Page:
On Thursday, Cambodia ended a total Covid-19 lockdown in Phnom Penh after three weeks, even though the hoped for decrease in new cases has not transpired.
Areas experiencing particularly high infection rates will remain under lockdown, however.
Traffic quickly returned to some streets of the capital, Reuters is reporting.
The country has recorded one of the world’s smallest Covid-19 caseloads, but infections have climbed from about 500 in late February to nearly 18,000 now, with 114 deaths.
Authorities recorded 650 new cases and four deaths on Thursday.
While health experts have warned about lifting curbs too quickly, the lockdown had caused anger from some residents who called the distribution of food aid inadequate.
Authorities removed barricades on Wednesday night in yellow zones designated as safe for mobility, while red and orange zones with higher infection rates will remain under lockdown until May 12.
“I request that people should not be negligent, because we are living under a new way of life in the context of Covid-19,” Phnom Penh’s deputy governor Mean Chanyada told a news conference.
Yellow zones would see greater economic activity and traffic flows, but remain under a curfew from 8pm to 3am, he said.
As Phnom Penh opens up, authorities have also introduced new measures, such as only permitting 50% of workers in factories to return and giving priority to those vaccinated.
Other measures include more Covid-19 testing, more vaccinations in parts of the city with higher infection rates and a ban on alcohol sales.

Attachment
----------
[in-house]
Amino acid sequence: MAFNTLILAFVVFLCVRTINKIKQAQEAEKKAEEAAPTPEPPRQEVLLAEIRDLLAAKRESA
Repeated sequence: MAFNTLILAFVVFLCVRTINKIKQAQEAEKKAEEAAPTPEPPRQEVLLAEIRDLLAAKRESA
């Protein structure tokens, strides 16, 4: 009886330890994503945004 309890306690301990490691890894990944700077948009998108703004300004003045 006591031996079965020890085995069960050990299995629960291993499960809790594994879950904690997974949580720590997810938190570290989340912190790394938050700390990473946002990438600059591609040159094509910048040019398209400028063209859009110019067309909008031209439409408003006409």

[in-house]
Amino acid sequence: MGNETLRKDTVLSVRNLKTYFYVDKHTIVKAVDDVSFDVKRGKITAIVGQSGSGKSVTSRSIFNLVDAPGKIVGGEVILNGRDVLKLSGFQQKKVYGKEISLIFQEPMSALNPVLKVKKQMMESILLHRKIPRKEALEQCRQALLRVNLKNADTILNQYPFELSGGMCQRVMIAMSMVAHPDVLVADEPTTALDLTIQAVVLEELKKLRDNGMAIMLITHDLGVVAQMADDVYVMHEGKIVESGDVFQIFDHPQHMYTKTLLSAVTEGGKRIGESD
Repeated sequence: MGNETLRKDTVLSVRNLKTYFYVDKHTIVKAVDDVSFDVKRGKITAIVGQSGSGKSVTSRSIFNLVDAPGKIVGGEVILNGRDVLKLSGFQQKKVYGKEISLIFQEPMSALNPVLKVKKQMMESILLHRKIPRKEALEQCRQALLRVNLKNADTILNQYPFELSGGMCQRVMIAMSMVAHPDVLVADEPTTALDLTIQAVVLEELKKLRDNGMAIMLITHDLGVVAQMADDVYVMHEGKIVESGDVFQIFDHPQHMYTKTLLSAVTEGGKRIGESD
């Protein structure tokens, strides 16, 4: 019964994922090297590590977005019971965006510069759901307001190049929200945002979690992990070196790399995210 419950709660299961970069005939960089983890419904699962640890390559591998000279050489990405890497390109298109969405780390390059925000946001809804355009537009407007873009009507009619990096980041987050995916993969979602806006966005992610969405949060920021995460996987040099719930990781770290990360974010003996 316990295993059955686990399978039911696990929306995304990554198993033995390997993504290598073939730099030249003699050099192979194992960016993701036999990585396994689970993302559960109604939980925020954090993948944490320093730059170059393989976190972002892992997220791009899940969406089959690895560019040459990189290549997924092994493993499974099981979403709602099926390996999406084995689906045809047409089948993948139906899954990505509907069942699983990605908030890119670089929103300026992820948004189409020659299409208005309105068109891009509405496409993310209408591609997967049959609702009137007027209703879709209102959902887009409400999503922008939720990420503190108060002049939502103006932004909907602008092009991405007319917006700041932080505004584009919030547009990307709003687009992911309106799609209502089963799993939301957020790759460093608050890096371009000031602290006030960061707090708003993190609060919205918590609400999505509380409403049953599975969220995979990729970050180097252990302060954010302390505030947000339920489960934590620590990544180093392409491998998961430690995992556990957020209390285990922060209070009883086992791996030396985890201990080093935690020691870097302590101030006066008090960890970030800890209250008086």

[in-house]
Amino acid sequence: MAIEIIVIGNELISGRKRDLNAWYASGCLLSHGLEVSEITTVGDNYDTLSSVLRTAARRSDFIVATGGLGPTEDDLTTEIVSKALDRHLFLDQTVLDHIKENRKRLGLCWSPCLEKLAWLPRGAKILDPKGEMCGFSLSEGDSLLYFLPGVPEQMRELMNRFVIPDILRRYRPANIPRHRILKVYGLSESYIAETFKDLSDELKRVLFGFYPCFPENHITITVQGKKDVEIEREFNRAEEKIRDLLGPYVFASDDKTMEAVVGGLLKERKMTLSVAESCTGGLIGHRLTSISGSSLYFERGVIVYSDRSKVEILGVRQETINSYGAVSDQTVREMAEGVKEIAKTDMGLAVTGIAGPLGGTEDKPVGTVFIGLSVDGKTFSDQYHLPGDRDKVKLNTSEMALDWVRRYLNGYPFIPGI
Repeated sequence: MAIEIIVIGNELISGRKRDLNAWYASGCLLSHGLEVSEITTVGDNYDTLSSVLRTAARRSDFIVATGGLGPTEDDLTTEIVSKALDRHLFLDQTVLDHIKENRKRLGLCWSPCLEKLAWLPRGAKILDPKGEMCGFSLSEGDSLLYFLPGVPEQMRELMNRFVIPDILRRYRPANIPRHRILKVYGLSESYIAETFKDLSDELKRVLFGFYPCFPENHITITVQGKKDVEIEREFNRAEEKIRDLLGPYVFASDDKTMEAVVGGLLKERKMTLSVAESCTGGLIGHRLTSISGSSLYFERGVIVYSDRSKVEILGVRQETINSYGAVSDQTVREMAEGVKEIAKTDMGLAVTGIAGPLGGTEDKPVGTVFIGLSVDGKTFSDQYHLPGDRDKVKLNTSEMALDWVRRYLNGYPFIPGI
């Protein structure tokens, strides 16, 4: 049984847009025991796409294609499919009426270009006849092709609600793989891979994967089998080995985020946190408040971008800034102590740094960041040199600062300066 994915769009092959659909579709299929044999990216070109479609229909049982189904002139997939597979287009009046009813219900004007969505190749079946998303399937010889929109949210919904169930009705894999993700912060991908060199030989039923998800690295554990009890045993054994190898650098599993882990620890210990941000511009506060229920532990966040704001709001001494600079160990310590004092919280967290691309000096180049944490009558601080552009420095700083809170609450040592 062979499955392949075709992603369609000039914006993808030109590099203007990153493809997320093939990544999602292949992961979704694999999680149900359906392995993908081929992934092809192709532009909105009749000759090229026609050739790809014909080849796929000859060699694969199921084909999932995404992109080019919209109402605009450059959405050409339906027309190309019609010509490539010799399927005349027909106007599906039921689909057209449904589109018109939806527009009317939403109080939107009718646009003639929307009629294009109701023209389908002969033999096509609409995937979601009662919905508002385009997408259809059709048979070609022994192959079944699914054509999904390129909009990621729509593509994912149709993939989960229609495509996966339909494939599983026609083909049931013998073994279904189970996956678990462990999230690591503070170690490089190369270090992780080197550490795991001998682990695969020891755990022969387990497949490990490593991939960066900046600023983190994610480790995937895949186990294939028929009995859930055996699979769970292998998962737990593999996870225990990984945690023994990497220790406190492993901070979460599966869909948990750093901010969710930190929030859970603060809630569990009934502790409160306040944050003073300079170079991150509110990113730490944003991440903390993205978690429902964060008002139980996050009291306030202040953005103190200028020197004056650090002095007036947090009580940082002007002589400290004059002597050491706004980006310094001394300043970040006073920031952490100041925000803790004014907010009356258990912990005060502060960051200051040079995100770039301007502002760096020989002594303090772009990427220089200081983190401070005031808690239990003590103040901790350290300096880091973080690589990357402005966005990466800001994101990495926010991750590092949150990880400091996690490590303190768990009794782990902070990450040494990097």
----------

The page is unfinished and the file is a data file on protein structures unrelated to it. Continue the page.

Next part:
The World Health Organization’s representative in Cambodia, Li Ailan, had warned on Sunday against easing curbs too soon.
She said in a message on Twitter: “Relaxing #COVID19 measures too fast and too soon means a possible surge.”
Human Rights Watch (HRW) said in a Wednesday press release that Phnom Penh red zones are causing hardship to more than 300,000 people. The residents of these areas face the country’s most restrictive lockdown measures, including a ban on leaving their homes except for specific medical reasons.
HRW report that many residents have not been able to get food, medicine, and other necessities for weeks. Local and international groups have expressed their readiness to provide assistance directly to those most affected, but the authorities have denied them access.
The humanitarian agency said the Cambodian government should immediately grant United Nations agencies and aid groups unrestricted access to residents under strict lockdown in Covid-19 red zones.
It said the UN Country Team and donor countries should also publicly call on the government to end abusive police enforcement of public health measures.